Invariably in my rooms the only students actually bored for any length of time are those with nothing to do — pretty much the definition of boredom — because they are not doing the work the rest of the class is set. They make themselves bored by refusing to work. It’s their behaviour driving their boredom, not the other way round.

      The students who do what they are asked to do generally don’t have time to be bored.

      Sometimes good kids finish early and experience short periods of boredom while the rest catch up (although I usually try to have work for them). Those kids don’t cause the trouble though. Because boredom, as such, isn’t what drives poor behaviour.

  2. There is a rather simple answer to this, in most settings, one that is like the proverbial elephant: everyone knows it’s there but no one will talk about it.

    School is compulsory. It is fundamentally not an educational project, but a form of incarceration. The teaching is the proffered reason for the incarceration, but it can’t cover up the reality that, when people don’t want to be somewhere, they’re not going to be co-operative.

    There is one very simple solution to every single woe in compulsory school systems, and that is to repeal the laws that require school attendance. Allowing children to attend voluntarily would also give the gift to teachers of having cohorts of willing students.

    There is of course a small demographic for which there need to be more creative solutions; in Australia this would be the demographic that is the focus of Noel Pearson’s work. There are other reasons why governments like to have this leash that school laws provide on which they can control all children and families. But the need to exercise oversight and even control can be achieved through other, more respectful ways than by actually robbing families of their children for 6 hours per day.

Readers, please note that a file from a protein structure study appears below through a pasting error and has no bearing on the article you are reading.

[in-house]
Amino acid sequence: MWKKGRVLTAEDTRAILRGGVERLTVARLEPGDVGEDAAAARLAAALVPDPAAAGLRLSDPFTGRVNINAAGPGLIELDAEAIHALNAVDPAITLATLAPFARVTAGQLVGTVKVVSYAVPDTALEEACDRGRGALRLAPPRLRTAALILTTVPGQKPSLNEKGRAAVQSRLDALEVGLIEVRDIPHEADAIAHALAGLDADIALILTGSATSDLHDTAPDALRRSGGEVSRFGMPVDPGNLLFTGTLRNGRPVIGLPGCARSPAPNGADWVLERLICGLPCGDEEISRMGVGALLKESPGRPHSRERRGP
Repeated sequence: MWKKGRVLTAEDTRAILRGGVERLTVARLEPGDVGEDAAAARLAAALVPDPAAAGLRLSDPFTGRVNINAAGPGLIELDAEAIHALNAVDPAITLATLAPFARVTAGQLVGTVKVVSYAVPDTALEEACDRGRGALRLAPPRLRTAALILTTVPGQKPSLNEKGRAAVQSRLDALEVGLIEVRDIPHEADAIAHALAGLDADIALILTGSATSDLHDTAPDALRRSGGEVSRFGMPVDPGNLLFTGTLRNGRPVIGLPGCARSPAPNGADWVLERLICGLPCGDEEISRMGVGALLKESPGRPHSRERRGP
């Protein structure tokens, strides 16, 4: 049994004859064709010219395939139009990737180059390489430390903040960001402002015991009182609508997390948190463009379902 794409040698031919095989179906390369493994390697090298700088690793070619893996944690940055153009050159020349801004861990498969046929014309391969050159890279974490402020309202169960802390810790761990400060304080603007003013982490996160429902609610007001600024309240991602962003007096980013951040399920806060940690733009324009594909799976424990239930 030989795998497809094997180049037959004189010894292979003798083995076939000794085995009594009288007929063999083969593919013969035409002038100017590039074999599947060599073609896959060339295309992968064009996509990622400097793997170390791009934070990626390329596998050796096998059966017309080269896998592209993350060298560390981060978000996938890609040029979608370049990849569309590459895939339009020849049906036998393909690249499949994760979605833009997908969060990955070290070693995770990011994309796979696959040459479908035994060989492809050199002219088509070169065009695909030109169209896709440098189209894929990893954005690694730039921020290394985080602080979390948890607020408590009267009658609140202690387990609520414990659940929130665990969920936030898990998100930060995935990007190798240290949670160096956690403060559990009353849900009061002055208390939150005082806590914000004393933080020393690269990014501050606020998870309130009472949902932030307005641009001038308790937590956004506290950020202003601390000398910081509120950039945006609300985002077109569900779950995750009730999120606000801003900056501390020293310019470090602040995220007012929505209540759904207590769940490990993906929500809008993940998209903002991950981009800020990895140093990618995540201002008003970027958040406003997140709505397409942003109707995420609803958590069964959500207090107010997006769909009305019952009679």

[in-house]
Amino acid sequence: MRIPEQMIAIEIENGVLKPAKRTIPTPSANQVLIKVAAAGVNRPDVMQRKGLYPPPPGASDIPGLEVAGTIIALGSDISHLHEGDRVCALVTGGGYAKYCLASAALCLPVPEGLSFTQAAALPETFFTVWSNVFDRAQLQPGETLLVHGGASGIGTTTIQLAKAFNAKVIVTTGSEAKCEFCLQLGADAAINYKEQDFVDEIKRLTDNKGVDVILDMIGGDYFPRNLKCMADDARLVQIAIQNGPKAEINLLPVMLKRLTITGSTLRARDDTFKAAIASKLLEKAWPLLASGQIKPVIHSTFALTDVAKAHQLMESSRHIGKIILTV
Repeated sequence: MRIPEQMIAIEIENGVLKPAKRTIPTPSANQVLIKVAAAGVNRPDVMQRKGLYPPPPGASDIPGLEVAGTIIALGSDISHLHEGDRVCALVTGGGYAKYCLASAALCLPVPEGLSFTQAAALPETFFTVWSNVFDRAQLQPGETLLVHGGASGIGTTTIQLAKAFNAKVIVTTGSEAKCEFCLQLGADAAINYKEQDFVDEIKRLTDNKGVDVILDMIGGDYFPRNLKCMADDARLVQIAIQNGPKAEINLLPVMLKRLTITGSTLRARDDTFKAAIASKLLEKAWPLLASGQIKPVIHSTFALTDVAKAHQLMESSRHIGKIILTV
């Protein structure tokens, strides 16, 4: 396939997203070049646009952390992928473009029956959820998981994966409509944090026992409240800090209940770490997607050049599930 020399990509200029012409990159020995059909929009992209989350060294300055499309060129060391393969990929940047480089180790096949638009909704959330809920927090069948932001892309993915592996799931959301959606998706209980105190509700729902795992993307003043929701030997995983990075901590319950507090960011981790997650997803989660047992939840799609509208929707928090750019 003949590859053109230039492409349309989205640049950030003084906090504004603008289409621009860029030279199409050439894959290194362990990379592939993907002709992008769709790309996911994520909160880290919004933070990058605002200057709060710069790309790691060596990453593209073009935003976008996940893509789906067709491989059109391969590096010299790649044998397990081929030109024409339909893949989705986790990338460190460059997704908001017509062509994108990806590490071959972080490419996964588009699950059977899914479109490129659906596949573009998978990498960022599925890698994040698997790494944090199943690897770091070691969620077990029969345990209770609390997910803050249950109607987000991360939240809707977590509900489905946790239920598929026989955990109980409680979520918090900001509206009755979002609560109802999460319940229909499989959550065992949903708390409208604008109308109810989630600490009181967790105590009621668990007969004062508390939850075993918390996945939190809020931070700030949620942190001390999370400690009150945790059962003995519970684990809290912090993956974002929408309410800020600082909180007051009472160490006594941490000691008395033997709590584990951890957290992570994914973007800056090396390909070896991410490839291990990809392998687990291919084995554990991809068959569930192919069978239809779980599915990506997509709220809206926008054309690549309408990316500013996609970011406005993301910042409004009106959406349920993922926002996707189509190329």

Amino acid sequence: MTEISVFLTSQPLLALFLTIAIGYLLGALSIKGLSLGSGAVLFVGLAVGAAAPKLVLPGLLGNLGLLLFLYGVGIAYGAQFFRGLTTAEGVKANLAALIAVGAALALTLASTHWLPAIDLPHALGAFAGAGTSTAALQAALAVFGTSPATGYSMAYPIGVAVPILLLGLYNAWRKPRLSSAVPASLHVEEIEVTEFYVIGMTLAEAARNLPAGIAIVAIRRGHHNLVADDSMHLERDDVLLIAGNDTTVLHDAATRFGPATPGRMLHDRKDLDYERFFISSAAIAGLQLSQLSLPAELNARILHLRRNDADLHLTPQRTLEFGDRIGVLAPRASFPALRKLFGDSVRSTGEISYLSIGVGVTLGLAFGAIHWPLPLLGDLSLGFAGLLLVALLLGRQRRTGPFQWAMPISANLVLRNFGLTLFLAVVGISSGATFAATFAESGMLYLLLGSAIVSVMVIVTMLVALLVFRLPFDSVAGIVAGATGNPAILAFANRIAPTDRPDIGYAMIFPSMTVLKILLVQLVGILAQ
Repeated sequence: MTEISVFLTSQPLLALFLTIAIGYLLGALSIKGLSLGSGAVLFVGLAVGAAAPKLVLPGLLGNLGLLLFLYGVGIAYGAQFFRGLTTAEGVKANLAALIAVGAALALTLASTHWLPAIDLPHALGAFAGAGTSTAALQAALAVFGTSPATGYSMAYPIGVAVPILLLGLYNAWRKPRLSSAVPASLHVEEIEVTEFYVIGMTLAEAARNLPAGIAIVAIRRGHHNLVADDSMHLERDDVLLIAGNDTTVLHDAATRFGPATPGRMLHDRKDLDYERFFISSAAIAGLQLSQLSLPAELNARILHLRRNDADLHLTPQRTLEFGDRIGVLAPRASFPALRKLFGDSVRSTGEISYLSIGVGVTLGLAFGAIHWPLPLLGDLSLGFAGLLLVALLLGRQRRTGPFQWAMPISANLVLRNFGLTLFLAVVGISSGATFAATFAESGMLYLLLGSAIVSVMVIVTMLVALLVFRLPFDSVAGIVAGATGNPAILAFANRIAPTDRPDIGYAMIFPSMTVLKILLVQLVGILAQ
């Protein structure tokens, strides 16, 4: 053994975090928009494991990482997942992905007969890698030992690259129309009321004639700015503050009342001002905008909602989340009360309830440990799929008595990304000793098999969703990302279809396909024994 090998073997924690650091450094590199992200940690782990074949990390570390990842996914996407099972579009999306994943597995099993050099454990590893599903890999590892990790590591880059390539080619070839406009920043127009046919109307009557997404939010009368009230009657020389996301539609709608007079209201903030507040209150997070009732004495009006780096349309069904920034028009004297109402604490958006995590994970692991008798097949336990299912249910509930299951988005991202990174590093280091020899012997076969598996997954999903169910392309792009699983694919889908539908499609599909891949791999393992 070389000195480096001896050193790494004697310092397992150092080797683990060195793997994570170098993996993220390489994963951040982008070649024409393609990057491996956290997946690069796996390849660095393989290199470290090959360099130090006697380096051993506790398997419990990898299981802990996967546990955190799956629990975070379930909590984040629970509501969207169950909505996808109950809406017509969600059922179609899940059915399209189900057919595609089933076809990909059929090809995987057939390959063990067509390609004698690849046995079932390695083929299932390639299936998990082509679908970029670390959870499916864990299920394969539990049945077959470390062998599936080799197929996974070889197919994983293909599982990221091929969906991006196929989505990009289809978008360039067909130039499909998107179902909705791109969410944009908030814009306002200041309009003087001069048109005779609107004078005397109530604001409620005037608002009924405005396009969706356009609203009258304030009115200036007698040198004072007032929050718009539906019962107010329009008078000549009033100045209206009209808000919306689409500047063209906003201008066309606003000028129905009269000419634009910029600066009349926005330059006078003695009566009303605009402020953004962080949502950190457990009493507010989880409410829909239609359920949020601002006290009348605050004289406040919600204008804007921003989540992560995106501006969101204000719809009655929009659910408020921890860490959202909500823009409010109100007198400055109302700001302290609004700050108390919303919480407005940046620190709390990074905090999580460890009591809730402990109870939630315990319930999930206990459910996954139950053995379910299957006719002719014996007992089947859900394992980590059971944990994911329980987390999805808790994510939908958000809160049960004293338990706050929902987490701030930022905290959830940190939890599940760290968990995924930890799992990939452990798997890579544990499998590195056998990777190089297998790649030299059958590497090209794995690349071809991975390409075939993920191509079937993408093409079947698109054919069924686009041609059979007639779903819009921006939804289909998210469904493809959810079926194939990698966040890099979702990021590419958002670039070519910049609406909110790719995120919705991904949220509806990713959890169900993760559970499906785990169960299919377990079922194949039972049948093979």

I’ve called compulsory schooling “Residential School 2.0” (referencing Canada’s disastrous policies for the schooling of Aboriginal children) and it is that bad for a lot of children and increasingly, for a lot of teachers. Everyone deserves better, and as a step toward getting better, one first has to open the doors and let everyone out to see what else they might create.

    • Mike says:

      …School is compulsory. It is fundamentally not an educational project, but a form of incarceration…

      For heaven’s sake, we’re talking about Australia (or Canada) in 2017, not Prussia in 1880.

      …There is of course a small demographic for which there need to be more creative solutions; in Australia this would be the demographic that is the focus of Noel Pearson’s work…

      In Australia, and even more so in other parts of the world, that demographic is far from small. Assuming that literacy, numeracy and acceptable levels of general knowledge will take care of themselves for the majority of the population is a one-way ticket to a huge underclass which will continually need to live on the teat of the taxpayer.

      The problem with the sort of John Holt/Ivan Illich approach that you seem to be advocating is twofold. First, you have the problem mentioned in the previous paragraph, and secondly you have the not unconnected problem of a thorough entrenching of the existing socioeconomic status.of both individuals and families. The whole point of a free, compulsory, secular education system such as that which exists in Australia (and Canada) is both to ensure that young people are equipped with the knowledge to become productive members of society, AND to lay the groundwork for social mobility, in that academically talented students from less privileged backgrounds are given the opportunity to excel (an opportunity which would probably be denied to them otherwise).

      Briefly perusing your blog, I have to say that I’m in agreement with you about the slew of educational fads that bedevil the system as it currently functions. But the answer (in my opinion) is not simply to throw up one’s hands and dismiss the school system as essentially unreformable.